Moment of Zen: Snow

 
Living up here in yankeeland, I’m probably not supposed to get so excited about the snow, but I do. I just love it. I’m not fond of driving in it, but as long as I don’t have to drive in it, I find it beautiful and relaxing.
 
 

About Joe

I began my life in the South and for five years lived as a closeted teacher, but am now making a new life for myself as an oral historian in New England. I think my life will work out the way it was always meant to be. That doesn't mean there won't be ups and downs; that's all part of life. It means I just have to be patient. I feel like October 7, 2015 is my new birthday. It's a beginning filled with great hope. It's a second chance to live my life…not anyone else's. My profile picture is "David and Me," 2001 painting by artist Steve Walker. It happens to be one of my favorite modern gay art pieces. View all posts by Joe

2 responses to “Moment of Zen: Snow

  • Finistere

    Please pardon my residual New England smugness about competence in driving a car on snow and ice: I learned how to master the art of winter driving from my dad.

    His last job was as an RFD letter carrier for the U.S. Post office, now the US Postal Service. He did this for 24 years. His duties required him to drive, when he started in 1958, a daily route of some 75 miles, six days a week thru the rough and picturesque terrain of the northwestern Connecticut countryside, over its craggy hills and along its winding and twisting roads, past woods and fields. He NEVER had an accident in winter conditions. And only once during his tenure in this job did he not have to face winter driving during a blizzard — the old motto of the post office applied unwaveringly: in a legendary nor’easter of February 1978 for the first time in state history, Gov. Ella Grasso by executive fiat closed all of Connecticut’s roads, for two days if my memory is correct, to everyone except first responders. People were liable to arrest if they attempted to drive anywhere.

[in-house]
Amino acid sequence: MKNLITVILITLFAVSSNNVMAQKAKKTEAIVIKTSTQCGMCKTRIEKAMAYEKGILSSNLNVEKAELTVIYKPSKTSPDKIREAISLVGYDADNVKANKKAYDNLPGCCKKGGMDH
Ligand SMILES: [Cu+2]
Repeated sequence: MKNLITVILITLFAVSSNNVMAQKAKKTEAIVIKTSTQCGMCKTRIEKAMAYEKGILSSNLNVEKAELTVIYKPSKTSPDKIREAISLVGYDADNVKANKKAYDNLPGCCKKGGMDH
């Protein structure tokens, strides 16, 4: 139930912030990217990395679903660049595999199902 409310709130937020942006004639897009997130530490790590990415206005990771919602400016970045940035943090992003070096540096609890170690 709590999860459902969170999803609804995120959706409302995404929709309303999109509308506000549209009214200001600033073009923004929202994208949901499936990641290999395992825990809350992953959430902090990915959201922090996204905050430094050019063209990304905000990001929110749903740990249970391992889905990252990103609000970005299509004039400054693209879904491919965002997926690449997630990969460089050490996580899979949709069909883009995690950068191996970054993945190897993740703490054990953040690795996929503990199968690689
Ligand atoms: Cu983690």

What he taught me to do is to drive “far ahead of the car” and to anticipate oncoming road features and traffic, to pay close attention to how the car was doing, and to do NOTHING that would break the traction of any of the wheels: no hard steering, sudden braking, or rapid or jerky acceleration. Every action of the driver is deliberate and calculated. Concentration is key. And your speed is calibrated to all of these considerations. Drive no faster than you’re comfortable with, and to hell with the people behind you who want to drive faster than you. It’s almost fun watching them pass you only to see them a few minutes slide off the road because they didn’t observe the principles above. On top of all this is nothing but good, sound defensive driving!

    When I went south to college, I loved watching the absolute ineptitude of drivers from the Deep South or urban southern California, who had never beforehand driven on snow or ice, spin their tires fruitlessly to try to get out a snow drift. Or later while living in NYC, seeing the taxi drivers from the Islands or Africa slam on their brakes only to skid — whee! — helplessly into the car in front.

    So, forgive me my hauteur — I’ll get mine some day — but follow the instructions given above and you’ll do just fine.

    Great, if chilling, photos today BTW.

    • closetprofessor

      Those were the instructions I followed last night. I was very careful. One major difference here and in the south is that they are prepared here for icy conditions. South Alabama was not, so all roads closed in cases of ice and snow, which was a very rare occurrence (maybe 4 or 5 times in 40 years). The main thing is that I need better windshield wiper blades which I plan to get today. Thanks for the wonderful advice.

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